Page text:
Instant Pot™ Congee with Baby Bok Choy and Shiitake Mushrooms

Instant Pot™ Congee with Baby Bok Choy and Shiitake Mushrooms

Congee is Chinese comfort food at its finest.  Traditionally, it’s served for breakfast.  However, it can also be ramped up with other ingredients for a hearty, healthy meal.  Thanks to the Instant Pot™, this labor of love is quick and easy.

Instant Pot™ Congee with Baby Bok Choy and Shiitake Mushrooms | cookglobaleatlocal.comIt’s no secret that I adore Chinese food.  And, like any addiction, mine has only grown over the years.

Nonetheless, congee is a dish I came to late, probably because it’s almost never available at the local takeaway.  Rather, it’s a staple of Chinese home cooking that isn’t commonly available in restaurants.

This is a real shame, because congee is a dish that’s endlessly adaptable.  It’s perfect for convalescents since long cooking makes it easy to digest.  In addition, it’s a hearty, easy meal — particularly when it’s prepared in the Instant Pot™.

For this version, I’ve used seared baby bok choy and browned shiitake mushrooms for a light, healthy, vegan main.  However, in terms of topping and flavouring congee, the options are only limited by your imagination.  I’ll give you a few suggestions at the end of this post, so that you can develop your own array of favourites.

About Baby Bok Choy

Instant Pot™ Congee with Baby Bok Choy and Shiitake Mushrooms | cookglobaleatlocal.comThe humble baby bok choy is a cruciferous vegetable that packs a real nutrient punch.  In addition to healthy fibre, bok choy contains over 70 different antioxidants.  It is also incredibly low in calories, at just 13 per 100 grams.

Baby bok choy is one of the most nutrient dense foods available.  Just 100 grams of baby bok choy provides:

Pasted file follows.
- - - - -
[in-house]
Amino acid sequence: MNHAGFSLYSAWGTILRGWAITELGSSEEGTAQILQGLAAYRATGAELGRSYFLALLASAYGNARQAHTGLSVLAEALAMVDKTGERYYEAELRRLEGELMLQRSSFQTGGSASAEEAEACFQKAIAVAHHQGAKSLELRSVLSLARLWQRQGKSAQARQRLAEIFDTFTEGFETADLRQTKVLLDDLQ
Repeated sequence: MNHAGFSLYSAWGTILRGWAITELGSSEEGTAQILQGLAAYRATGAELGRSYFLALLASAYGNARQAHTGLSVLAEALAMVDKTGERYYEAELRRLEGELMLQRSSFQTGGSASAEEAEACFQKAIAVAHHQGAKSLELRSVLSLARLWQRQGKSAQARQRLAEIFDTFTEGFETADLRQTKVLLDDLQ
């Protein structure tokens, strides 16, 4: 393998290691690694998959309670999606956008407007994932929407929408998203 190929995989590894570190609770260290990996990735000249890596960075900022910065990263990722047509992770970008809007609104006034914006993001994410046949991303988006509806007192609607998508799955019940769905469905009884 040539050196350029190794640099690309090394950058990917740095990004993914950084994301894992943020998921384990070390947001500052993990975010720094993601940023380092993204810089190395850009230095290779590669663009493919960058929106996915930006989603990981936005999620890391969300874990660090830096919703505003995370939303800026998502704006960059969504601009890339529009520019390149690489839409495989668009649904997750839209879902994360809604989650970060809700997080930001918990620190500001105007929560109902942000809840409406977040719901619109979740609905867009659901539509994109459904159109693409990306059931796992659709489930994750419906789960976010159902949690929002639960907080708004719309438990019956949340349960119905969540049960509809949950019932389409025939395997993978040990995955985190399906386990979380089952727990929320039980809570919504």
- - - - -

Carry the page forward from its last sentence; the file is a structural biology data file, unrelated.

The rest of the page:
• 89% of your recommended daily allowance of Vitamin A,
  • 75% of your recommended daily allowance of Vitamin C, and
  • 57% of your recommended daily allowance of Vitamin K.

Better yet, baby bok choy contains antioxidants that help prevent and treat cancer.  Numerous studies have shown that people who eat multiple servings of cruciferous vegetables weekly are at lower risk for cancer, particularly of the prostate, colon, breast, and lung.

The Vitamin K in baby bok choy helps to reduce inflammation, and its high Vitamin A content means baby bok choy is also very good for your eyes. One serving of baby bok choy fills your daily allowance of beta carotene which helps fight macular degeneration.  Finally, due to its richness in Vitamin K, calcium, iron, phosphorous, and magnesium, baby bok choy supports strong and healthy bones.

With benefits like these, bok choy is a vegetable we should all be eating more of.  In addition to using it as a congee topping, as I do here, bok choy is a delicious addition to:

  • stir fries,
  • fried rice,
  • curries,
  • cole slaw,
  • kimchi, and
  • as a stuffing for filled breads.


Instant Pot™ Congee with Baby Bok Choy and Shiitake Mushrooms

About this Recipe

Instant Pot™ Congee with Baby Bok Choy and Shiitake Mushrooms | cookglobaleatlocal.comCongee is among the easiest dishes on the planet, particularly when it’s prepared in the Instant Pot™, which does all the heavy lifting for you. Hence, I’ve chosen to spend a bit of time and effort on the toppings.

However, there are days when you simply don’t have time for extra steps.  If you’re having one of those days, feel free to separate the leaves of the baby bok choy (or roughly chop it). Once the Instant Pot™ has depressurised, press [Cancel] on the Instant Pot™ to turn off the [Keep Warm] function and press [Sauté].  Stir the baby bok choy through, add a teaspoon of toasted sesame oil.  Then, leave it to simmer for about 5 minutes prior to serving.

Alternately, leave the baby bok choy out altogether.  Instead, top the finished congee with a heap of kimchi for a delicious twist.

As I mentioned earlier in this post, the beauty of congee is that it is infinitely variable.  You can top it with just about anything that strikes your fancy.  Here are just a few ideas to get you started:

  • Chinese, Indian, Japanese, or Korean pickles;
  • Bamboo shoots;
  • Kale or spinach;
  • Leftover vegetable curry;
  • Bean sprouts;
  • Toasted peanuts or cashews;
  • Marinated or baked tofu chunks;
  • Chopped water chestnuts; or
  • Microgreens.

Let your family’s tastes be your guide.  Most of all, I hope you enjoy this healthy congee every bit as much as my family does.  Bon appétit!

Yum



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